I've been tinkering with Cocoa for a few months now, and am trying to add undo/redo support to a strictly-for-learning-purposes Cocoa app I'm writing that lets you adjust iTunes track metadata. Thanks to NSUndoManager's
prepareWithInvocationTarget: method, I have the basics in place — you can undo/redo changes to the Play Counts and Last Played Dates of selected tracks, for example. (I'm using appscript-objc to get/set the iTunes track data.)
However as updating a large number of iTunes tracks can take a bit of time, I'd like to give the user the ability to cancel an undo/redo operation while it's in progress, but I'm not seeing an obvious mechanism to accomplish this with NSUndoManager. How would I go about doing this?
To clarify, having thought about this a little more, I guess what I'm really after is a way to manipulate the undo/redo stacks so that I avoid the "inconsistent state" that Rob Napier mentions in his answer.
So, in response to an undo operation that failed without making any changes (say, before invoking the Undo, the user had opened iTunes' Preferences window, which blocks Apple Events), the undo operation could remain at the top of the undo stack, and the redo stack would be left unchanged. If the operation was cancelled or failed midstream, then I'd like to push onto the redo stack an operation that reverses the changes that went through (if any) and have on top of the undo stack an operation that applies the changes that didn't succeed. I suppose that effectively splitting the operation between the undo and redo stacks could invite user confusion, but it seems to be the most forgiving way of dealing with the issue.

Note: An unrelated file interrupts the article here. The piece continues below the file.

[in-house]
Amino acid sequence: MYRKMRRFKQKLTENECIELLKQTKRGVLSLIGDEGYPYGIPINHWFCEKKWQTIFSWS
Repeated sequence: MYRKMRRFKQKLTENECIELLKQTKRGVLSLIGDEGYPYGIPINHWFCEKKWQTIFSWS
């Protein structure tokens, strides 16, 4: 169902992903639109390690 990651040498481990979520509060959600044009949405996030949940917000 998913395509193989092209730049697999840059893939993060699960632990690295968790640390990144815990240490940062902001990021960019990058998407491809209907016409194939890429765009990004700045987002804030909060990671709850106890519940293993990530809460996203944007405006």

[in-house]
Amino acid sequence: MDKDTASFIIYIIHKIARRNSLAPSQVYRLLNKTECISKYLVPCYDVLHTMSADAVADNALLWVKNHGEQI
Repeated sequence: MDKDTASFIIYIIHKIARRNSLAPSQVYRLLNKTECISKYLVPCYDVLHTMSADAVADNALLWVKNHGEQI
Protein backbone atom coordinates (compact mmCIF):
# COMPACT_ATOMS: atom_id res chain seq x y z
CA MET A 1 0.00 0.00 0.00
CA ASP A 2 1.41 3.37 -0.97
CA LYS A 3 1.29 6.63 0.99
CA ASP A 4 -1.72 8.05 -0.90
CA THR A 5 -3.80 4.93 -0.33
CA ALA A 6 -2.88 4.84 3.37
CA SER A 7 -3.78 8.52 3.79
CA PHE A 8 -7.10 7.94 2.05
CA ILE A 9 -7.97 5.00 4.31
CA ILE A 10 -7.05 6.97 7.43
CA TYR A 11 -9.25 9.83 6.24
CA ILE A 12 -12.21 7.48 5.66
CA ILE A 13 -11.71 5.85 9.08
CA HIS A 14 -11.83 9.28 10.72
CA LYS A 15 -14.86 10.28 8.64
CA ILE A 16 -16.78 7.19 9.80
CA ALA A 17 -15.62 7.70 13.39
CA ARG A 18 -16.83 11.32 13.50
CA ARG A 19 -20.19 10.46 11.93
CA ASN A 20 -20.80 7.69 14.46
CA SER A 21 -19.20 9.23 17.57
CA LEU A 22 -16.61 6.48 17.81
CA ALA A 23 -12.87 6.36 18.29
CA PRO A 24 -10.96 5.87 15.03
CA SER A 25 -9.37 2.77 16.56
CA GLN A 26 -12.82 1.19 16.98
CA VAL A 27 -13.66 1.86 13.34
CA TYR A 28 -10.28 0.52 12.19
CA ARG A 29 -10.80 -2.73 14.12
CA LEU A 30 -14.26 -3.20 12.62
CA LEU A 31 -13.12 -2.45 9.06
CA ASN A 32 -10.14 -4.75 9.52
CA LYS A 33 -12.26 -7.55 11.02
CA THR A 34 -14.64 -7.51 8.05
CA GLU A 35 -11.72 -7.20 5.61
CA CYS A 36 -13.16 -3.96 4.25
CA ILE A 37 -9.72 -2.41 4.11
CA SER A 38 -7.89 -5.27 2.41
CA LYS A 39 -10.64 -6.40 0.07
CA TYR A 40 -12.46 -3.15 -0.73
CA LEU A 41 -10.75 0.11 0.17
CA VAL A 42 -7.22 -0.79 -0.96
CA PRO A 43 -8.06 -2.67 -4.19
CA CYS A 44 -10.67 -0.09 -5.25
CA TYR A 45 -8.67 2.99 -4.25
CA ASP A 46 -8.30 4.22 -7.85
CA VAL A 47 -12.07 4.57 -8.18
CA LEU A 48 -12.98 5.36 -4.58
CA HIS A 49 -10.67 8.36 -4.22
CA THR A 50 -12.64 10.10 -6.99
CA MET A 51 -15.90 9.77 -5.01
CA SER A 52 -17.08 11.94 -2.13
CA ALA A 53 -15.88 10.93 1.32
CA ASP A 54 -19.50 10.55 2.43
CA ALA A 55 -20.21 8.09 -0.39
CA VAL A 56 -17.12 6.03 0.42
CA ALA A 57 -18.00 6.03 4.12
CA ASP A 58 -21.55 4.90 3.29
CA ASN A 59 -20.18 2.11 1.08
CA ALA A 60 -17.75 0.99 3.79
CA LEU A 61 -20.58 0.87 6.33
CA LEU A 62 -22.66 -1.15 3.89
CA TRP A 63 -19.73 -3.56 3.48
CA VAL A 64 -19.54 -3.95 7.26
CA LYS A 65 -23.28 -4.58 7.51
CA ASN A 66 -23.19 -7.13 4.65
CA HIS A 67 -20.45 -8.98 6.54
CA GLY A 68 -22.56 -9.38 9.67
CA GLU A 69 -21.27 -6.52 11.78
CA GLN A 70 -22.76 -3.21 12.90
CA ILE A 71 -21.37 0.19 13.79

I suspect the answer to this could be one of "Write your own damn Undo Manager", "Your Undo operations shouldn't be able to fail" or "You're overcomplicating this unnecessarily", but I'm curious. :)